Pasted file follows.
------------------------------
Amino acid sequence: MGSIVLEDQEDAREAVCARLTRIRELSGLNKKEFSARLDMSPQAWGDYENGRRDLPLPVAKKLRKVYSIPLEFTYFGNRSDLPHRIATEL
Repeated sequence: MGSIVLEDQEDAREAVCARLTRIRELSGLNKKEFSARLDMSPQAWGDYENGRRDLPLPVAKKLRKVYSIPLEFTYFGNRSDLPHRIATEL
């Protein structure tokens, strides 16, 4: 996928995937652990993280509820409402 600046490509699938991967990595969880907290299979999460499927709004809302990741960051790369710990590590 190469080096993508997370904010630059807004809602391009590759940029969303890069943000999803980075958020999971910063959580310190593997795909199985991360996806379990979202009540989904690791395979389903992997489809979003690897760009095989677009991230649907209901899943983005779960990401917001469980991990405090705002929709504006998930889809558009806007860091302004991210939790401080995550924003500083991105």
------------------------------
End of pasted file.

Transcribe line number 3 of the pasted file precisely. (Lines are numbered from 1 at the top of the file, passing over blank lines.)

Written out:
């Protein structure tokens, strides 16, 4: 996928995937652990993280509820409402 600046490509699938991967990595969880907290299979999460499927709004809302990741960051790369710990590590 190469080096993508997370904010630059807004809602391009590759940029969303890069943000999803980075958020999971910063959580310190593997795909199985991360996806379990979202009540989904690791395979389903992997489809979003690897760009095989677009991230649907209901899943983005779960990401917001469980991990405090705002929709504006998930889809558009806007860091302004991210939790401080995550924003500083991105």